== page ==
Struggling with infertility for over three years has been a living nightmare for Maureen Katushabe, a 30-year-old resident of Kacyiru. She describes her barrenness as a very profound situation which resulted into estrangement from her husband and putting an end to her marital bliss.
“It is difficult to describe what infertility feels like or the lasting impact that it has on one’s life. My husband and I tried conceiving for over three years and the fact that nothing worked really crushed me. The pain I have in my heart cannot be expressed in words,” Katushabe sadly narrates.
“After a year of failed attempts to get pregnant, I went with my husband to the hospital for a checkup because it was obvious that I was the one with the problem since he had kids from another woman. Imagine my shock when the doctors said I had no problem and that I was able to conceive. But still, time passed without missing a single period. I then opted to use traditional herbs which I took for almost a year but nothing seemed to work, my husband started tormenting me about how I was not a full woman because I couldn’t have kids. Life was total misery,” she adds.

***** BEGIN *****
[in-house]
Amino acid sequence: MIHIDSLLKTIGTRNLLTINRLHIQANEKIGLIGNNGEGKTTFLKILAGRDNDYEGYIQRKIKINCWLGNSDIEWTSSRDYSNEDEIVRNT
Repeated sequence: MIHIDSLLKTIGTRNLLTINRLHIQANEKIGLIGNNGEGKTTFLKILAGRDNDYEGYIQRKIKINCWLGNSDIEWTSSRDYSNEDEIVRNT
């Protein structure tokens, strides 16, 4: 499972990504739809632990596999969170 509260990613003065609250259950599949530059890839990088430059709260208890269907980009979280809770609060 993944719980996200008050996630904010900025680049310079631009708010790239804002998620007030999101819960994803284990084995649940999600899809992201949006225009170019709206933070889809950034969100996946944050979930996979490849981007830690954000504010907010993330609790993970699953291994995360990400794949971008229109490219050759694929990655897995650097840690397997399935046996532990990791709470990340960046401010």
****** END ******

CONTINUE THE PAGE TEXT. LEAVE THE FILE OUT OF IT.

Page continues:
The fact that the chances of carrying her own baby were limited made Katushabe realise the effect it would have on her marriage and life in general. Most barren women experience a lot of psychological and emotional stress and sometimes lack enough information on this heartbreaking situation.
What the health experts say
Dr. Rachna Pande, a specialist in internal medicine at Ruhengeri Hospital, explains infertility as failure to conceive after one year of regular unprotected intercourse. She says that the problem can be with either of the partners, though women bear the brunt of society and hence suffer more from stress and depression.
“Women may fail to conceive due to chronic pelvic infections, hormonal disorders, ovarian cysts and tumors and sexually transmitted diseases; these can cause infertility as a result of blockage of the tubes responsible for carrying eggs or sperms,” Dr. Pande explains.
She also says that the sign of infertility is infertility itself; both partners wait but fail to see any sign of pregnancy. On detecting the problem causing the infertility, she points out a few processes, for example, diagnostic curettage of the uterine inner wall to check for normal changes, hysterosalpingography to check for patency of fallopian tubes, and ultrasound studies to check for ovulation.